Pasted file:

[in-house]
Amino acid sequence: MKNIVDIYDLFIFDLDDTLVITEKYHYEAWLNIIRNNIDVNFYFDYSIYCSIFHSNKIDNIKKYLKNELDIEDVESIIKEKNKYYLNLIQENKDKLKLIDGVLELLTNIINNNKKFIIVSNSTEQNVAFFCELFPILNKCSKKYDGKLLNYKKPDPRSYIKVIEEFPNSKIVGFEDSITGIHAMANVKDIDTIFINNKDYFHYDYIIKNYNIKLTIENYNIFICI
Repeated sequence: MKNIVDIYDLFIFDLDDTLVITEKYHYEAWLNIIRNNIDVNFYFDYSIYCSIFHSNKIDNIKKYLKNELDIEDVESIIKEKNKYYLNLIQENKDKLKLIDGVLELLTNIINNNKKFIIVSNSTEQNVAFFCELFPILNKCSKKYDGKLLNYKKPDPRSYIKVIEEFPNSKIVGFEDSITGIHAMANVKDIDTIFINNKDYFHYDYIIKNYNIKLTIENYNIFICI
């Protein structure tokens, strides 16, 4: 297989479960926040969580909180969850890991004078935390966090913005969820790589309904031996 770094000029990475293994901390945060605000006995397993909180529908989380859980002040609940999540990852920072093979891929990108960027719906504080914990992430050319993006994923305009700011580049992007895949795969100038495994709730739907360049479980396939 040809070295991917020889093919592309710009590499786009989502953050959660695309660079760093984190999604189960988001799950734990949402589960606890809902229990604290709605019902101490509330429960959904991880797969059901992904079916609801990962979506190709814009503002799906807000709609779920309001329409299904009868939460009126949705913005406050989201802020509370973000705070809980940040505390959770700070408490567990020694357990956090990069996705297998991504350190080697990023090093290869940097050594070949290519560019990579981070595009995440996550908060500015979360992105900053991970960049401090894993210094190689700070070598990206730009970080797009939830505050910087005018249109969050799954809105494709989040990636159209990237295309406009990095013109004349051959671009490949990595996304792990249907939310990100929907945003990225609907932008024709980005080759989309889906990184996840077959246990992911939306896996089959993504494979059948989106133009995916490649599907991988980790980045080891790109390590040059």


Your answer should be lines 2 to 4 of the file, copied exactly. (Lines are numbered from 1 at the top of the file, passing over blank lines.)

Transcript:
Amino acid sequence: MKNIVDIYDLFIFDLDDTLVITEKYHYEAWLNIIRNNIDVNFYFDYSIYCSIFHSNKIDNIKKYLKNELDIEDVESIIKEKNKYYLNLIQENKDKLKLIDGVLELLTNIINNNKKFIIVSNSTEQNVAFFCELFPILNKCSKKYDGKLLNYKKPDPRSYIKVIEEFPNSKIVGFEDSITGIHAMANVKDIDTIFINNKDYFHYDYIIKNYNIKLTIENYNIFICI
Repeated sequence: MKNIVDIYDLFIFDLDDTLVITEKYHYEAWLNIIRNNIDVNFYFDYSIYCSIFHSNKIDNIKKYLKNELDIEDVESIIKEKNKYYLNLIQENKDKLKLIDGVLELLTNIINNNKKFIIVSNSTEQNVAFFCELFPILNKCSKKYDGKLLNYKKPDPRSYIKVIEEFPNSKIVGFEDSITGIHAMANVKDIDTIFINNKDYFHYDYIIKNYNIKLTIENYNIFICI
């Protein structure tokens, strides 16, 4: 297989479960926040969580909180969850890991004078935390966090913005969820790589309904031996 770094000029990475293994901390945060605000006995397993909180529908989380859980002040609940999540990852920072093979891929990108960027719906504080914990992430050319993006994923305009700011580049992007895949795969100038495994709730739907360049479980396939 040809070295991917020889093919592309710009590499786009989502953050959660695309660079760093984190999604189960988001799950734990949402589960606890809902229990604290709605019902101490509330429960959904991880797969059901992904079916609801990962979506190709814009503002799906807000709609779920309001329409299904009868939460009126949705913005406050989201802020509370973000705070809980940040505390959770700070408490567990020694357990956090990069996705297998991504350190080697990023090093290869940097050594070949290519560019990579981070595009995440996550908060500015979360992105900053991970960049401090894993210094190689700070070598990206730009970080797009939830505050910087005018249109969050799954809105494709989040990636159209990237295309406009990095013109004349051959671009490949990595996304792990249907939310990100929907945003990225609907932008024709980005080759989309889906990184996840077959246990992911939306896996089959993504494979059948989106133009995916490649599907991988980790980045080891790109390590040059």